Instead, Hurd, who just self-released a live disc, is content to live in Austin and play the honky tonk and swing music he loves for the fans who appreciate real country music.
Hurd grew up in the Bay Area of California listening primarily to rock music. It wasn't until his late teens that he discovered country. "I remember seeing Little Jimmie Dickens and Leroy Van Dyke on TV," he recalls. "Little Jimmie Dickens - I mean, this sawed off guy in this wild suit came running out screaming, and it hit on everything I kind of liked. The power of rock and roll with the cowboy image."
From that point Hurd learned about such greats as Ernest Tubb, Ray Price and Hank Williams. "Once you discover Hank Williams, those kind of songs are pretty hard to deny."
It was seeing Commander Cody during his college days in the early '70's that inspired Hurd to play country himself. "It was something about those guys that were closer to my age, guys that I could relate to and they were playing country music. You could have a Hank Williams record or Ernest Tubb, and culturally these guys were a million miles away from what I was."
After transferring to Berkeley Hurd started his first country band.
Hurd has never received the amount of attention of Commander Cody or his college friend Ray Benson of Asleep at the Wheel, but he has stayed active and even had a Number One hit with "Bicentennial Boogie" on the Dr. Demento show in the late '70's.
Hurd first played in Austin in 1977, but did not relocate there until 1989. He and his wife Debra (who often plays piano in the band) had been living in Florida when he lost his job.
It was Debra who suggested that they move to Austin. "She said, 'You know, you wait all week to watch Austin City Limits to see one of your stinking friends on TV. Why don't we just go there?'"
Once he knew it was alright with his wife, Hurd made up his mind to go to Austin for good. "I wanted to go to Johnny Bush country."
After a decade in Austin Hurd's roots are now firmly planted. "My two boys were born here," Hurd says. "My father is buried here. I'm a Texan now."
These days Hurd, who works as a headhunter during the day, plays two or three nights a week, exclusively in Texas. "One of the great things about Austin - you're 90 minutes from San Antonio, you're 3 hours from Houston, you're 3 1/2 hours from Dallas. You can play all of these gigs, and drive home after the gig."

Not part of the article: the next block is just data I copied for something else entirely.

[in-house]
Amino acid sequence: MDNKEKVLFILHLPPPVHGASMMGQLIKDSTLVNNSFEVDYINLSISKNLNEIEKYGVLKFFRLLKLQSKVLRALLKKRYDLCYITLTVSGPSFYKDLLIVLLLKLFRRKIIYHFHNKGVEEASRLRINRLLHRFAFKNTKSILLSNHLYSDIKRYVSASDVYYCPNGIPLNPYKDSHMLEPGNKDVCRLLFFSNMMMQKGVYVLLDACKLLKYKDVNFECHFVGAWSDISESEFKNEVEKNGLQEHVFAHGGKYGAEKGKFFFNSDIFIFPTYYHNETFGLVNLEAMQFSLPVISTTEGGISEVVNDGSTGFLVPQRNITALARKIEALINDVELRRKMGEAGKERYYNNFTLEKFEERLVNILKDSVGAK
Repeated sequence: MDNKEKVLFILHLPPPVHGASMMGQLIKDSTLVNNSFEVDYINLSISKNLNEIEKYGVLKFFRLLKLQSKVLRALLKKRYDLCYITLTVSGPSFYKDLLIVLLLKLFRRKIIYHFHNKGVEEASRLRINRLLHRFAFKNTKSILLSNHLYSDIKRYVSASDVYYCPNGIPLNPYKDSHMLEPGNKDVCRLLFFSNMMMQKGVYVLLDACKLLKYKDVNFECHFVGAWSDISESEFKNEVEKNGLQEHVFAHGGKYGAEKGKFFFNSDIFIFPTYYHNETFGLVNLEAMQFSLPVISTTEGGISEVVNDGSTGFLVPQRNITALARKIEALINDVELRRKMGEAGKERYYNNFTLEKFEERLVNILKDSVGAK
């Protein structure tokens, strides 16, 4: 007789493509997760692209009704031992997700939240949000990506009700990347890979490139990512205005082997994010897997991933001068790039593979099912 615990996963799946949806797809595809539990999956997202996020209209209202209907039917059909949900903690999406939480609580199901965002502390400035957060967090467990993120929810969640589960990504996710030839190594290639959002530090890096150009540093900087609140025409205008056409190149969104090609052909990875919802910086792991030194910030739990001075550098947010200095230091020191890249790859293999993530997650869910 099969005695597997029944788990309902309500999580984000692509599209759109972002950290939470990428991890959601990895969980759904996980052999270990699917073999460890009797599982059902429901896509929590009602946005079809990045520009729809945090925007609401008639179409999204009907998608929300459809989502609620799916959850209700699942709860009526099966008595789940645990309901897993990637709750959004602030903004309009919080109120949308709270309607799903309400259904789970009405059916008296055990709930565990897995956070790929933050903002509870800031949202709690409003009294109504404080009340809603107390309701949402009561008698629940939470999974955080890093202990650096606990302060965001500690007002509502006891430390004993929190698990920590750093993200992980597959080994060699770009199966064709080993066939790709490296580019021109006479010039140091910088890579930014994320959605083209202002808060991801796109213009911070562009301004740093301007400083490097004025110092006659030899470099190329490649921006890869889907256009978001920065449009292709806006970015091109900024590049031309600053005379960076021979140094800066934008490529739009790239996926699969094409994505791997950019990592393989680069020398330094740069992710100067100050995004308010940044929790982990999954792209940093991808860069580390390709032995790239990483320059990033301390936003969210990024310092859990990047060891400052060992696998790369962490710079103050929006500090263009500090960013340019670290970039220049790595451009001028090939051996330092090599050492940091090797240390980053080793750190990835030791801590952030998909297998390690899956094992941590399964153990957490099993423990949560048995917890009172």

Though Hurd has never signed a record deal, he has released his own records since 1974 on his own Behemoth Records label. He objects when his band is referred to as unsigned.
"I'm signed to Behemoth, and they treat me great. I get to sleep with the head of the art department (wife Debra)," Hurd jokes. Hurd believes more artists will release their own work in the future. He has been approached by independent labels, but feels he is better served with Behemoth.
The latest Cornell Hurd Band release is "At Large in South Austin, Texas," recorded live at the Texacalli Grill. Hurd's hero Johnny Bush makes an appearance as does Wayne Hancock. "Wayne's the real deal," says Hurd. "The guy's a genius. He's very creative, writing all the time, thinking all the time."
The album is a mix of originals and covers, with much on stage banter included between songs to give the feel of a live performance. Hurd says his only regret is that he did not tell more about Stoney Edwards in the liner notes about the song "Two Dollar Toy." Hurd and his friends had seen Edwards perform in the Bay Area several times in the '70's. "We stood in awe of the guy. Whatever intestinal fortitude it takes to be a black country singer, I have no clue."
Though "Two Dollar Toy" was a minor hit for Edwards, Hurd says, "That's too much emotion for what they're doing today. But it's real. Loving your children and moving your ego to the back of the line is a topic they don't deal with too well in Nashville."
These days Hurd rarely listens to mainstream country radio. "I take real issue with a music that works hard to eliminate the blues from within it's core," Hurd says of today's sugar coated country. "That's what used to be country music's strength, in my book, it touched the part of the human emotion that you can't quite spell out for yourself."